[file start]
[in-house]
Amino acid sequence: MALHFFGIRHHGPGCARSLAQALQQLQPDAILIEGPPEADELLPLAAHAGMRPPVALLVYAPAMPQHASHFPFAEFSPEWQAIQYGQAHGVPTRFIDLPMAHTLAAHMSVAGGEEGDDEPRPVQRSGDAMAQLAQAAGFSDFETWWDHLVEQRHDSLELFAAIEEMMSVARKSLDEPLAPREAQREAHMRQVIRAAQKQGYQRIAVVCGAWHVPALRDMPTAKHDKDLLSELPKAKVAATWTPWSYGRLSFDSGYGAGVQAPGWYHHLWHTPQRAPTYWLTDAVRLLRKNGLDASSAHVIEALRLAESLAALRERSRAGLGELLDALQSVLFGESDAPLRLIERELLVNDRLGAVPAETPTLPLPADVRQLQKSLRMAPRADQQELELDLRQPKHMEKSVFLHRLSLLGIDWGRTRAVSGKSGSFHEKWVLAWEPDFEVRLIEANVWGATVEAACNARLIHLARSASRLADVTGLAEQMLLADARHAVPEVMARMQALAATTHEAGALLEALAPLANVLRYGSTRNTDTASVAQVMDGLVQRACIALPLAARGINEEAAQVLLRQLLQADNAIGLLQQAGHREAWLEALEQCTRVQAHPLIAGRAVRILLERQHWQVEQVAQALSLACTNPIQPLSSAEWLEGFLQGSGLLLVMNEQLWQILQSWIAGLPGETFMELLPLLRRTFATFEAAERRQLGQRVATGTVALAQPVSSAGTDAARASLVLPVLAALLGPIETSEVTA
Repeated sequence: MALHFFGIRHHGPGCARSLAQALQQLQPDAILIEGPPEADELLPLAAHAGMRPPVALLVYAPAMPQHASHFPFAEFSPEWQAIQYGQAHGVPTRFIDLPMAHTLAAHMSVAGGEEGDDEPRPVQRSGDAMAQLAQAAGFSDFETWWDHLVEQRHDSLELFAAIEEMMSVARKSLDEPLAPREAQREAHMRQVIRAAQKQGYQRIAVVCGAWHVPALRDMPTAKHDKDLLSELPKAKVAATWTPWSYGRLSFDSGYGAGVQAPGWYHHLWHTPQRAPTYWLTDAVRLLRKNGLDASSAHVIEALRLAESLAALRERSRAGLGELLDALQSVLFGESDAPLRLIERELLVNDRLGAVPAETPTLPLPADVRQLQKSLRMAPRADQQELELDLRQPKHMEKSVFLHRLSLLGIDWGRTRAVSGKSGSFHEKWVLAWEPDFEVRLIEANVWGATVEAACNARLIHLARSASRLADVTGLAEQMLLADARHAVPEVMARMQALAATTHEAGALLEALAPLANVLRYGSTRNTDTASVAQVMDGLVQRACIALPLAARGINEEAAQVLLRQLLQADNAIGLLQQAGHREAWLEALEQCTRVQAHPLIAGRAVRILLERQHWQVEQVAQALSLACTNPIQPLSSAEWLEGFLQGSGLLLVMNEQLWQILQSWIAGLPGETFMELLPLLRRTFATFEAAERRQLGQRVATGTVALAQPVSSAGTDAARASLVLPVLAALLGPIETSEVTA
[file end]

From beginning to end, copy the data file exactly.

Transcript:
[in-house]
Amino acid sequence: MALHFFGIRHHGPGCARSLAQALQQLQPDAILIEGPPEADELLPLAAHAGMRPPVALLVYAPAMPQHASHFPFAEFSPEWQAIQYGQAHGVPTRFIDLPMAHTLAAHMSVAGGEEGDDEPRPVQRSGDAMAQLAQAAGFSDFETWWDHLVEQRHDSLELFAAIEEMMSVARKSLDEPLAPREAQREAHMRQVIRAAQKQGYQRIAVVCGAWHVPALRDMPTAKHDKDLLSELPKAKVAATWTPWSYGRLSFDSGYGAGVQAPGWYHHLWHTPQRAPTYWLTDAVRLLRKNGLDASSAHVIEALRLAESLAALRERSRAGLGELLDALQSVLFGESDAPLRLIERELLVNDRLGAVPAETPTLPLPADVRQLQKSLRMAPRADQQELELDLRQPKHMEKSVFLHRLSLLGIDWGRTRAVSGKSGSFHEKWVLAWEPDFEVRLIEANVWGATVEAACNARLIHLARSASRLADVTGLAEQMLLADARHAVPEVMARMQALAATTHEAGALLEALAPLANVLRYGSTRNTDTASVAQVMDGLVQRACIALPLAARGINEEAAQVLLRQLLQADNAIGLLQQAGHREAWLEALEQCTRVQAHPLIAGRAVRILLERQHWQVEQVAQALSLACTNPIQPLSSAEWLEGFLQGSGLLLVMNEQLWQILQSWIAGLPGETFMELLPLLRRTFATFEAAERRQLGQRVATGTVALAQPVSSAGTDAARASLVLPVLAALLGPIETSEVTA
Repeated sequence: MALHFFGIRHHGPGCARSLAQALQQLQPDAILIEGPPEADELLPLAAHAGMRPPVALLVYAPAMPQHASHFPFAEFSPEWQAIQYGQAHGVPTRFIDLPMAHTLAAHMSVAGGEEGDDEPRPVQRSGDAMAQLAQAAGFSDFETWWDHLVEQRHDSLELFAAIEEMMSVARKSLDEPLAPREAQREAHMRQVIRAAQKQGYQRIAVVCGAWHVPALRDMPTAKHDKDLLSELPKAKVAATWTPWSYGRLSFDSGYGAGVQAPGWYHHLWHTPQRAPTYWLTDAVRLLRKNGLDASSAHVIEALRLAESLAALRERSRAGLGELLDALQSVLFGESDAPLRLIERELLVNDRLGAVPAETPTLPLPADVRQLQKSLRMAPRADQQELELDLRQPKHMEKSVFLHRLSLLGIDWGRTRAVSGKSGSFHEKWVLAWEPDFEVRLIEANVWGATVEAACNARLIHLARSASRLADVTGLAEQMLLADARHAVPEVMARMQALAATTHEAGALLEALAPLANVLRYGSTRNTDTASVAQVMDGLVQRACIALPLAARGINEEAAQVLLRQLLQADNAIGLLQQAGHREAWLEALEQCTRVQAHPLIAGRAVRILLERQHWQVEQVAQALSLACTNPIQPLSSAEWLEGFLQGSGLLLVMNEQLWQILQSWIAGLPGETFMELLPLLRRTFATFEAAERRQLGQRVATGTVALAQPVSSAGTDAARASLVLPVLAALLGPIETSEVTA